Small Intestine Perforation in a 69-Year-Old Man with COVID-19

Arash Miroliaee, Najmeh Aletaha, Nasser Ebrahimi Daryani, Foroogh Alborzi


COVID19 had caused pandemia with a high rate of mortality and morbidity. Lung involvement is the main cause of mortality, but central nervous system (CNS) and cardiac disease, and thromboemboli may participate in increasing mortality. A wide spectrum of organs involvement and complication has been reported as data gathering during the pandemia has progressed.

We report a 69-year-old man who was admitted to Imam Khomeini Hospital in Tehran and complained of severe abdominal pain and fever. He had been admitted 10 days earlier because of dyspnea and fever. At the first admission, based on the findings in the lung computed tomography (CT) and a positive nasopharyngeal PCR test for COVID-19, he was treated with intravenous remdesivir for 5 days and prophylactic anti-coagulant heparin during hospital admission. Two days before the new admission, he was discharged with relative recovery. During the new admission, because of the absence of hypoxemia and leukocytosis diagnostic approach to abdominal pain was planned. In abdominal imaging, evidence of bowel perforation appeared. In laparotomy, suppurative peritonitis and proximal jejunal perforation without definite etiology were seen, and bowel resection and primary anastomosis were done. After 5 days, the patient was discharged in good condition. This case is reported to inform that bowel perforation due to ischemia or vasculitis may complicate the course of COVID-19 and, in cases of gastrointestinal symptoms, should be considered.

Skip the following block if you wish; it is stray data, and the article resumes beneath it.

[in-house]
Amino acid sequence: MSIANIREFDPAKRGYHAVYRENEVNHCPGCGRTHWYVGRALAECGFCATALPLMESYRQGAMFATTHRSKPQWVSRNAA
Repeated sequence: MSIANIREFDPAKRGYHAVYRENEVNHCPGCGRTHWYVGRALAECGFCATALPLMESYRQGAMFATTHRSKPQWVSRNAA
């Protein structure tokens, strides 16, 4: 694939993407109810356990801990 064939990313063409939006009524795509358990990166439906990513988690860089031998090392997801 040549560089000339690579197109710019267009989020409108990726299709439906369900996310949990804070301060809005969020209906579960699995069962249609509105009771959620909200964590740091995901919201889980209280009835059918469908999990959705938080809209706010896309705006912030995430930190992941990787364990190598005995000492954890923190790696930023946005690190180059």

COVID-19; Intestine perforation; Peritonitis; Abdominal pain; Fever; Complication

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